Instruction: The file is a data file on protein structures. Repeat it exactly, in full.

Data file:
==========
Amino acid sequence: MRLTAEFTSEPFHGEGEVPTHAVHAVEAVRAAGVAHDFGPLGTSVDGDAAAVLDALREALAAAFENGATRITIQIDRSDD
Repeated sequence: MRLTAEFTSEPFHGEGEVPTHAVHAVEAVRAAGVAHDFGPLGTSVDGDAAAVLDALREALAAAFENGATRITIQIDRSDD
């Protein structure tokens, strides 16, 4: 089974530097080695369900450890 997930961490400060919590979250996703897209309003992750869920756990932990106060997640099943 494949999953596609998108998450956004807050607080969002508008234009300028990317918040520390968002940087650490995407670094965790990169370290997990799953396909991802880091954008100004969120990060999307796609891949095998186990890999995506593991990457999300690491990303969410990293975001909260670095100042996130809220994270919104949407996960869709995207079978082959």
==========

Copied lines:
Amino acid sequence: MRLTAEFTSEPFHGEGEVPTHAVHAVEAVRAAGVAHDFGPLGTSVDGDAAAVLDALREALAAAFENGATRITIQIDRSDD
Repeated sequence: MRLTAEFTSEPFHGEGEVPTHAVHAVEAVRAAGVAHDFGPLGTSVDGDAAAVLDALREALAAAFENGATRITIQIDRSDD
């Protein structure tokens, strides 16, 4: 089974530097080695369900450890 997930961490400060919590979250996703897209309003992750869920756990932990106060997640099943 494949999953596609998108998450956004807050607080969002508008234009300028990317918040520390968002940087650490995407670094965790990169370290997990799953396909991802880091954008100004969120990060999307796609891949095998186990890999995506593991990457999300690491990303969410990293975001909260670095100042996130809220994270919104949407996960869709995207079978082959």